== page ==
Also, as social animals, they communicate to each other, even over very long distances.3-5 In short, they sing underwater—projecting their oceanic songs for miles. Whale-song combines a non-random mix of unusual pulsed calls and other noises: whistles, clicks, buzzing, feline-like whining, rasping, belching, high-pitched screeching, groans, moaning, squeak-like yelping, screaming, squawking, thunderous snoring, and more.3,4,6
Meanwhile, sing as they may, the world’s whales were made to move!7
Even so, as migrating pods of these ocean-to-estuary-faring cetaceans serenade each other, they need to keep a safe distance at the mouth of the Chesapeake Bay, because the bay’s busy in-and-out traffic gets pretty risky.3
1. Aschettino, J. M., D. T. Engelhaupt, et al. 2020. Satellite Telemetry Reveals Spatial Overlap Between Vessel High-Traffic Areas and Humpback Whales (Megaptera novaeangliae) Near the Mouth of the Chesapeake Bay. Frontiers in Marine Science (Marine Conservation & Sustainability). Posted on Frontiersin.org March 12, 2020, accessed May 7, 2020.
2. Cox, J. 2020. Humpback Whales, Large Ships on Deadly Course at Bay’s Mouth. Chesapeake Bay Journal. 30(3): 4-5.
3. Johnson, J. J. S. 2018. Cetaceans’ Submarine Songfests: Norwegians and Americans Scrutinize Saltwater Serenades by Humpbacks, Bowheads, and Blue Whales. Nordic Legacy Series (Norwegian Society of Texas, Fort Worth, Texas, April 29, 2018), pages 1-14. Christians should be amazed at God’s whales! See Sherwin, F. 2019. Genesis and the Oceans. Acts & Facts. 48(12):15.
4. Roger S. Payne, R. S., and S. McVay. 1971. Songs of Humpback Whales. Science, 173(3997):585-597, published August 13, 1971 (available on CD; when commuting, this author listens to this whale-song CD sometimes). Payne later collaborated with IMAX to produce a unique movie, “Whales: An Unforgettable Journey.” For a short YouTube video on humpback whale songs, check out Whale Songs. Oceania Project. Posted on youtube.com June 8, 2008, accessed May 8, 2020.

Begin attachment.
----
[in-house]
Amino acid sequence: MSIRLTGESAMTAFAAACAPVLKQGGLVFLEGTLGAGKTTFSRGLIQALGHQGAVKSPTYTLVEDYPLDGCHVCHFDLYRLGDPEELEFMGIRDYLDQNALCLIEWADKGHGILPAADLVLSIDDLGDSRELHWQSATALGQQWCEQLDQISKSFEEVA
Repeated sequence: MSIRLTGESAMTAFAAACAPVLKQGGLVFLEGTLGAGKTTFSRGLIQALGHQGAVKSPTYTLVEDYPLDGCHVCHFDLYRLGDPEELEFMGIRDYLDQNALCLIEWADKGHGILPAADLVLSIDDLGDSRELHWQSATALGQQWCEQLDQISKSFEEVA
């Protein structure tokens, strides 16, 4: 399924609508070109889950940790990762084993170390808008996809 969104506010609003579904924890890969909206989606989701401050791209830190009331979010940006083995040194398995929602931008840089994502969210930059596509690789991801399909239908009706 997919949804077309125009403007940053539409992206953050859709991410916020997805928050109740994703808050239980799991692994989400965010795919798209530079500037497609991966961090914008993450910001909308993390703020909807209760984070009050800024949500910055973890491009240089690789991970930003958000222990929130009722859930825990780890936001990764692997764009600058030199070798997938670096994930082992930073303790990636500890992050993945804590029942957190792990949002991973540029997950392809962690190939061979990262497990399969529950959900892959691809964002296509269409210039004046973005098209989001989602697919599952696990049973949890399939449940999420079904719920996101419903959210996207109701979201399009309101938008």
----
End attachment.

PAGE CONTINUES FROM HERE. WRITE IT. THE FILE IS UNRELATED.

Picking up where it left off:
5. Payne, K., and R. Payne. 2010. Large Scale Changes over 19 Years in Songs of Humpback Whales in Bermuda. Ethology. 68(2): 89-114.
6. Winn, H. E., and L. K. Winn. 1978. The song of the humpback whale Megaptera novaeangliae in the West Indies. Marine Biology. 47(2): 97-114. The Winns report humpback-whale songs as ranging from “‘moans and cries’; to ‘yups or ups and snores’; to ‘whos or wos and yups’; to ‘ees and oos’; to ‘cries and groans’; and finally to varied ‘snores and cries’. Snores, cries and other sounds can be found in different themes from year to year; yet, invariably one finds a set pattern of changing themes, in a fixed order. Several times humpbacks have breached in the middle of their song and then restarted the song from the beginning or at some different part of the song.”
7. As marine mammals, whales were created on Day 5 of Creation Week. See Genesis 1:20-23, especially 1:21. See also Job 7:12, Ezekiel 32:2, Matthew 12:40, and Lamentations 4:3a.
*Dr. Johnson is Associate Professor of Apologetics and Chief Academic Officer at the Institute for Creation Research.